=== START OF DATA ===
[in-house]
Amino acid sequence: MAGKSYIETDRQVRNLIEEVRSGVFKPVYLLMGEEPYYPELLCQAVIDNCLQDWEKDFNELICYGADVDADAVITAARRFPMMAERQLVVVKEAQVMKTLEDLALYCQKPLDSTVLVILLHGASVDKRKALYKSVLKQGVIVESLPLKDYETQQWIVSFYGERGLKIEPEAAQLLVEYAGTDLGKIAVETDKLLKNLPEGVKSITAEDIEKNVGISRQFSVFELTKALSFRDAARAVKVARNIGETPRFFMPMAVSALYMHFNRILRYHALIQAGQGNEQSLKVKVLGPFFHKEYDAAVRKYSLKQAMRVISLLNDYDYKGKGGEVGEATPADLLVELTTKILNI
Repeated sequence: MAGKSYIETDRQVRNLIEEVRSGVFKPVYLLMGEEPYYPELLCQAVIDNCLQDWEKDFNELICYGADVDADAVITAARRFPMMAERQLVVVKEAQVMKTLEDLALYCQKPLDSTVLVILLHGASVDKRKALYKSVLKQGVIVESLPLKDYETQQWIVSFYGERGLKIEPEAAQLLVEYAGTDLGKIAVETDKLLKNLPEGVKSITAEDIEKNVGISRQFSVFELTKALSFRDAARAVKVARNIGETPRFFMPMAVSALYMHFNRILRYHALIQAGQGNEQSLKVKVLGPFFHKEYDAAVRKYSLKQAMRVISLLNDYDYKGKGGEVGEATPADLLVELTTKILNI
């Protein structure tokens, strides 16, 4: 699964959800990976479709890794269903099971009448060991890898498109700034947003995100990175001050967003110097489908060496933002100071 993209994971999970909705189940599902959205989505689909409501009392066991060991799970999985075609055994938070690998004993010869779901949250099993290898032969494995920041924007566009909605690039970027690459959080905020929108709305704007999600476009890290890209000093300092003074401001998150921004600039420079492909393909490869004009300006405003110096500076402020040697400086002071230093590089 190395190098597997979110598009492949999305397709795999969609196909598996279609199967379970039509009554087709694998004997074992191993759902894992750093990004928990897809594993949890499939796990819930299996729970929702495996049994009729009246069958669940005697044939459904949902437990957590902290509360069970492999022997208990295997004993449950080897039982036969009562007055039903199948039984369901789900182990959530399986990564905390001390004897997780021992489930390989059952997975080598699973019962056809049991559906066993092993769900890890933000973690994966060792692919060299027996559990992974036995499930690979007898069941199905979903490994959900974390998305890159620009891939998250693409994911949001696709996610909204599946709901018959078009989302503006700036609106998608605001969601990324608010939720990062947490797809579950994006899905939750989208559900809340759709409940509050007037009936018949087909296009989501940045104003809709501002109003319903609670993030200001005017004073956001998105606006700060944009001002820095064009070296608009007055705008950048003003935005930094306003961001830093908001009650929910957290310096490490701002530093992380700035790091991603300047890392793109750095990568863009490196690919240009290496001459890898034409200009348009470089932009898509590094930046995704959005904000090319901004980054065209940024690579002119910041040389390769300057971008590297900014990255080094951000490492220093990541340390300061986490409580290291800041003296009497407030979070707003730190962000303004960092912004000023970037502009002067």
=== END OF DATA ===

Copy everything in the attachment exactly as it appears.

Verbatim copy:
[in-house]
Amino acid sequence: MAGKSYIETDRQVRNLIEEVRSGVFKPVYLLMGEEPYYPELLCQAVIDNCLQDWEKDFNELICYGADVDADAVITAARRFPMMAERQLVVVKEAQVMKTLEDLALYCQKPLDSTVLVILLHGASVDKRKALYKSVLKQGVIVESLPLKDYETQQWIVSFYGERGLKIEPEAAQLLVEYAGTDLGKIAVETDKLLKNLPEGVKSITAEDIEKNVGISRQFSVFELTKALSFRDAARAVKVARNIGETPRFFMPMAVSALYMHFNRILRYHALIQAGQGNEQSLKVKVLGPFFHKEYDAAVRKYSLKQAMRVISLLNDYDYKGKGGEVGEATPADLLVELTTKILNI
Repeated sequence: MAGKSYIETDRQVRNLIEEVRSGVFKPVYLLMGEEPYYPELLCQAVIDNCLQDWEKDFNELICYGADVDADAVITAARRFPMMAERQLVVVKEAQVMKTLEDLALYCQKPLDSTVLVILLHGASVDKRKALYKSVLKQGVIVESLPLKDYETQQWIVSFYGERGLKIEPEAAQLLVEYAGTDLGKIAVETDKLLKNLPEGVKSITAEDIEKNVGISRQFSVFELTKALSFRDAARAVKVARNIGETPRFFMPMAVSALYMHFNRILRYHALIQAGQGNEQSLKVKVLGPFFHKEYDAAVRKYSLKQAMRVISLLNDYDYKGKGGEVGEATPADLLVELTTKILNI
């Protein structure tokens, strides 16, 4: 699964959800990976479709890794269903099971009448060991890898498109700034947003995100990175001050967003110097489908060496933002100071 993209994971999970909705189940599902959205989505689909409501009392066991060991799970999985075609055994938070690998004993010869779901949250099993290898032969494995920041924007566009909605690039970027690459959080905020929108709305704007999600476009890290890209000093300092003074401001998150921004600039420079492909393909490869004009300006405003110096500076402020040697400086002071230093590089 190395190098597997979110598009492949999305397709795999969609196909598996279609199967379970039509009554087709694998004997074992191993759902894992750093990004928990897809594993949890499939796990819930299996729970929702495996049994009729009246069958669940005697044939459904949902437990957590902290509360069970492999022997208990295997004993449950080897039982036969009562007055039903199948039984369901789900182990959530399986990564905390001390004897997780021992489930390989059952997975080598699973019962056809049991559906066993092993769900890890933000973690994966060792692919060299027996559990992974036995499930690979007898069941199905979903490994959900974390998305890159620009891939998250693409994911949001696709996610909204599946709901018959078009989302503006700036609106998608605001969601990324608010939720990062947490797809579950994006899905939750989208559900809340759709409940509050007037009936018949087909296009989501940045104003809709501002109003319903609670993030200001005017004073956001998105606006700060944009001002820095064009070296608009007055705008950048003003935005930094306003961001830093908001009650929910957290310096490490701002530093992380700035790091991603300047890392793109750095990568863009490196690919240009290496001459890898034409200009348009470089932009898509590094930046995704959005904000090319901004980054065209940024690579002119910041040389390769300057971008590297900014990255080094951000490492220093990541340390300061986490409580290291800041003296009497407030979070707003730190962000303004960092912004000023970037502009002067």